The human mind is wondrous and terrifying at the same time – it’s a starter for many great and disastrous things. The same idea can go south when in the wrong mind; likewise, a seemingly ridiculous idea can also become world-changing.
And because our minds are at the beck of our call, we often overestimate what our bodies can actually deliver in our limited time every day. That’s probably why procrastination is the killer of most great ideas.
There’s always tomorrow or later for me to work on this. There are thousands of other things that I can and want to do right now.
We play out our grand ideas in our minds, day after day on end, but we very seldom act on anything, just because we like to imagine. It’s easy and satisfying to imagine because most of us like the idea of achieving something, not the process.
Naturally, we become slaves of our imagination, working only on matters that contribute to our short-term pleasure and happiness. I’m guilty of it myself at times, especially when something new and unique catches my attention.
That said, I’m someone who’s obsessed with personal output and tracking my progress on goals, specifically goals that I’ve invested time, money and effort in. When I look back on any given day that I’m supposed to achieve something and I’m nowhere near it, I “call” myself out.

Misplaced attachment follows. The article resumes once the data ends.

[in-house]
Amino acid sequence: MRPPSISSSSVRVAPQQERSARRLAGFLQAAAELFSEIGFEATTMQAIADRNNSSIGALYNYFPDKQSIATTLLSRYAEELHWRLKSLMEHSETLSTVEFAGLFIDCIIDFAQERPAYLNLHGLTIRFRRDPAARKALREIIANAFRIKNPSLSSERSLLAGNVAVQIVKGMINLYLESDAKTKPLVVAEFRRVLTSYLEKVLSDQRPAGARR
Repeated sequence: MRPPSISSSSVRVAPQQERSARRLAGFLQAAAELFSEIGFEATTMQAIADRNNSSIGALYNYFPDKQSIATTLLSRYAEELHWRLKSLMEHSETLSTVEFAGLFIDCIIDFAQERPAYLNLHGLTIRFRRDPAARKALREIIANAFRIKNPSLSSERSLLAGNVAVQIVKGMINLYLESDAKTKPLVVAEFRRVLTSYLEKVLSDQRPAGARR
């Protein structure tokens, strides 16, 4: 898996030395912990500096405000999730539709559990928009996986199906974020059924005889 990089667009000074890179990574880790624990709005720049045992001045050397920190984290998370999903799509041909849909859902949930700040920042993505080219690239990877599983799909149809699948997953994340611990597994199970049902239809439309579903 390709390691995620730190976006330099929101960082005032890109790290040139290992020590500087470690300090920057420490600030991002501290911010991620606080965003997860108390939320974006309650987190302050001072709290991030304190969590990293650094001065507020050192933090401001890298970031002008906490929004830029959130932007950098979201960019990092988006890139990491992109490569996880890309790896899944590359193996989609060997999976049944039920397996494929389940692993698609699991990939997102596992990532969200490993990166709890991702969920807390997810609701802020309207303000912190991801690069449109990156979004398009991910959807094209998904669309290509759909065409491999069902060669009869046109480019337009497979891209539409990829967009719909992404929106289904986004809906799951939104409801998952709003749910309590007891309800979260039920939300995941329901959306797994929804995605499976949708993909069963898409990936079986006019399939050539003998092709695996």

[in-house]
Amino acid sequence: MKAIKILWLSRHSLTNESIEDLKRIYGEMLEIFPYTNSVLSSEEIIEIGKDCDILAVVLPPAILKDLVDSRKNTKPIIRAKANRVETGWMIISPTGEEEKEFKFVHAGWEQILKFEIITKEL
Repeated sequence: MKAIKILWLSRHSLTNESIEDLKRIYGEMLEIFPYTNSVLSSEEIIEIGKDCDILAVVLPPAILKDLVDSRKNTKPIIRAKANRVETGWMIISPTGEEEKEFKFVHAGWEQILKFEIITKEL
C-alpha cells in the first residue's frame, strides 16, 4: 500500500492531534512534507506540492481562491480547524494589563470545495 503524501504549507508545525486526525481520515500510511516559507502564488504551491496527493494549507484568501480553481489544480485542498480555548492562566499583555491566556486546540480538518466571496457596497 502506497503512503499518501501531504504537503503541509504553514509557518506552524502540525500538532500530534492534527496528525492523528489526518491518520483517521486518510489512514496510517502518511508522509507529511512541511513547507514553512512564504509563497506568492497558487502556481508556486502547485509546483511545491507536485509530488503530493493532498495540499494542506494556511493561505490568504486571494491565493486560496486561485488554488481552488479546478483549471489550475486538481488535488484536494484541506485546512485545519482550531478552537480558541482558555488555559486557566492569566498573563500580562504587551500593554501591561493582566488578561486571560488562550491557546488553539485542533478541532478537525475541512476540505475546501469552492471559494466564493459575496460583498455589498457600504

Of course, even then, there are days where I just want to laze around and just spend some time doing absolutely nothing. But over a week, there are certain objectives I set for myself to make sure I don’t veer off course too much.
After all, how we spend one day could very well be how we spend the entire year – we’re just creatures of habit.
This short post is just a quick reminder that we should spend less time imagining ourselves doing something and set concrete objectives and milestones to keep ourselves on track.
That and I’m really swarmed this week to write the usual 1,000-word post. Swarmed in a good way, which is also why 2021 will be the year where I commit to a yoga-related challenge inline with my mid-2021 goal of getting 200-hour yoga teacher training certification.